Editor’s note: A version of this column ran in 2012 when Fort Worth unveiled the statue of President Kennedy in General Worth Square.
As a delegate to the July 1960 Democratic National Convention, I shook Jack Kennedy’s hand in Los Angeles the night he was nominated for president. In September, I chatted with Amon Carter Jr. as we awaited Kennedy’s campaign motorcade in Burk Burnett Park. I sat on the Burk Burnett platform that day with Lyndon Johnson and Sam Rayburn and shook Kennedy’s hand again. As administrative assistant to Sen. Bill Blakley, I stood with the senator on the snow-covered steps of the U.S. Senate on Jan. 20, 1961, for Kennedy’s inaugural address and saw the breath come out of his mouth when he uttered the words: “Ask not what your country can do for you; ask what you can do for your country.” My wife Wanda and I were present at the breakfast in the Texas Hotel that historic Friday morning of Nov. 22, 1963, when President Kennedy gave his last speech on earth, very complimentary of Congressman Jim Wright. When the president had finished his talk, Fort Worth Press reporter Bill Aguren walked up to me and asked what I thought about the speech. He quoted me perfectly: “I saw him make many friends in the Texas delegation in Los Angeles. Whether his talk here will have the same magnetizing effect, I don’t know yet. But it is conceivable that he made many more friends here this morning.” While I say that Aguren quoted me perfectly, the only mistake he made in his story headlined “The Conservatives Loved JFK’s Talk” was that he attributed my remarks to Mayor Bayard Friedman, whom he identified in his story as the city’s No. 1 Republican. People often mistook me for the mayor. Bill Aguren was one of them. No. 1 Republican Bayard Friedman, back in Fort Worth, would not have been closer than 1,500 miles to that Los Angeles convention hall where JFK was nominated. At the end of the president’s talk, Raymond Buck, president of the Fort Worth Chamber of Commerce, presented him with a Shady Oaks hat, which he declined to put on despite a swelling of commands from the audience: “Put it on!” He passed his hand over his famous locks and promised to put it on if we came to see him Monday in the White House. The following Monday, I stood across from the White House as his flag-draped casket came by on a caisson. In my mind I could hear, “Come to see me Monday in the White House and I will put it on for you.” How sad a sight is human happiness, to those whose thought can pierce beyond an hour! Returning to Fort Worth that Monday night, I stopped, got out and peered through the locked gates of Rose Hill Cemetery where the president’s assassin, Lee Harvey Oswald, was buried earlier in the day. Halloween spooky. Edgar Allan Poe stuff. Ghosts? I doubt that anyone else in the world was at both Arlington National in Washington and Rose Hill in Fort Worth on that same historical day. Don Woodard is a local businessman and author.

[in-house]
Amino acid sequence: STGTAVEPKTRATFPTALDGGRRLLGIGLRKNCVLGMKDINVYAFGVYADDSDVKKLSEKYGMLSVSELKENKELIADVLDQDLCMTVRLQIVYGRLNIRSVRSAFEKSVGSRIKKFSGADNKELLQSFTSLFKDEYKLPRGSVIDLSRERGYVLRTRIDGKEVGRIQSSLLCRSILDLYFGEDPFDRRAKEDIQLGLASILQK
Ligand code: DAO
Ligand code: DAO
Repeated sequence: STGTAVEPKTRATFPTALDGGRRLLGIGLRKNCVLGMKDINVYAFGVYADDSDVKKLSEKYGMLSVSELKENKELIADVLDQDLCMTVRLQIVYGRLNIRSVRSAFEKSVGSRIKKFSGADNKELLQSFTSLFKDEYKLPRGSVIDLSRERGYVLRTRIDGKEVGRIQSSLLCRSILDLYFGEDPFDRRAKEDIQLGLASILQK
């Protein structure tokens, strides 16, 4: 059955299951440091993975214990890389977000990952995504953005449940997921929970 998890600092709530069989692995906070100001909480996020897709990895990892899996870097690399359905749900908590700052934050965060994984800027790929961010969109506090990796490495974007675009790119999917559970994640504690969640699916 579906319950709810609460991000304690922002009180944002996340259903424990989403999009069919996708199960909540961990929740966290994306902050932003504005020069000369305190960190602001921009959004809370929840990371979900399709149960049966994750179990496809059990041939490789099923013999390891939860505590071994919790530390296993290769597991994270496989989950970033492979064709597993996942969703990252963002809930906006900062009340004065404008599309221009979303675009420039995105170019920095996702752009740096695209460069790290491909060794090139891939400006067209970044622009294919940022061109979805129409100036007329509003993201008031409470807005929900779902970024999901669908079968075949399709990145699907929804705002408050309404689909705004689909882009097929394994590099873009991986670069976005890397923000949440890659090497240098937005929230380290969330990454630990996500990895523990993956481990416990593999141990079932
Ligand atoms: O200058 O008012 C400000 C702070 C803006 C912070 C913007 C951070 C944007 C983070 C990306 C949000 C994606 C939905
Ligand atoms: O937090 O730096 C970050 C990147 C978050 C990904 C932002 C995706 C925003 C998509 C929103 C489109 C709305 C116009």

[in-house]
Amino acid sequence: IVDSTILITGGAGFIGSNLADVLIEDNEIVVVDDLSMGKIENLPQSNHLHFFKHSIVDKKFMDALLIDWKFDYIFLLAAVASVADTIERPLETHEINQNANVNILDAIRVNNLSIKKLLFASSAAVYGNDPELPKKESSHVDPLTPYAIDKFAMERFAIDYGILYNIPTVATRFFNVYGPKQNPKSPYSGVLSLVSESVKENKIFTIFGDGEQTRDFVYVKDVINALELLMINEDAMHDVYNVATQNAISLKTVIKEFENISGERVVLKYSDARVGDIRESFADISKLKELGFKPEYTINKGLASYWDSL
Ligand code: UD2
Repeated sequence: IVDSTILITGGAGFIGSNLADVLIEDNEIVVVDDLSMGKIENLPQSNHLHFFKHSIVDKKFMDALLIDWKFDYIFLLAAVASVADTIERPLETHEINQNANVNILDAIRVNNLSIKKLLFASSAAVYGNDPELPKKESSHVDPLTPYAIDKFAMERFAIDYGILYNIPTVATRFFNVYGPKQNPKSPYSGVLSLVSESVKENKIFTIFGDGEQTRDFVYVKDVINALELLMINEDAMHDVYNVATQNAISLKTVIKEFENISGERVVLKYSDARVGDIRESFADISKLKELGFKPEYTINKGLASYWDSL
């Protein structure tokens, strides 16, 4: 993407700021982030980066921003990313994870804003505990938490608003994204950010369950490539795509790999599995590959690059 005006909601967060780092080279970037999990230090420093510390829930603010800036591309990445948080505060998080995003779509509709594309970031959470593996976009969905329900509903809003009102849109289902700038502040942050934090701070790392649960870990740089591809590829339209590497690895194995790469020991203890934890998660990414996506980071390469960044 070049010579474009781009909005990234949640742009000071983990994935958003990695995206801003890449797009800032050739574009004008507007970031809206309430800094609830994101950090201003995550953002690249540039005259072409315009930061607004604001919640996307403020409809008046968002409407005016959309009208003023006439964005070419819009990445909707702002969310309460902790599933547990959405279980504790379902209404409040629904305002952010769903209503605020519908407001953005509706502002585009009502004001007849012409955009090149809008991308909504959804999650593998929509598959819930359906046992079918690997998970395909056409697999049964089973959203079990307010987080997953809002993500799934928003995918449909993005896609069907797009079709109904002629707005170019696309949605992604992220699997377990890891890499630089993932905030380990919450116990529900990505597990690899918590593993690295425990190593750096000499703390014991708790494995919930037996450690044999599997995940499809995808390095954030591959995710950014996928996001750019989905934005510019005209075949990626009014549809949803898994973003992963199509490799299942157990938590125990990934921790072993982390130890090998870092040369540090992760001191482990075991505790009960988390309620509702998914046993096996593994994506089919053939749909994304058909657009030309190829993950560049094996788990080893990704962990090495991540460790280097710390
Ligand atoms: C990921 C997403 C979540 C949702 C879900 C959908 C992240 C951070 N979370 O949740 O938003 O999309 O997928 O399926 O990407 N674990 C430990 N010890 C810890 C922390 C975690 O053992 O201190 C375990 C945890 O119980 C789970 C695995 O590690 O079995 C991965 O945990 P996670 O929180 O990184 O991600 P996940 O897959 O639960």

In Market is a column written from the perspective of a plugged-in business journalist about business happenings in and around Tarrant County. Got an idea for In Market? Robert Francis can be reached at email@example.com.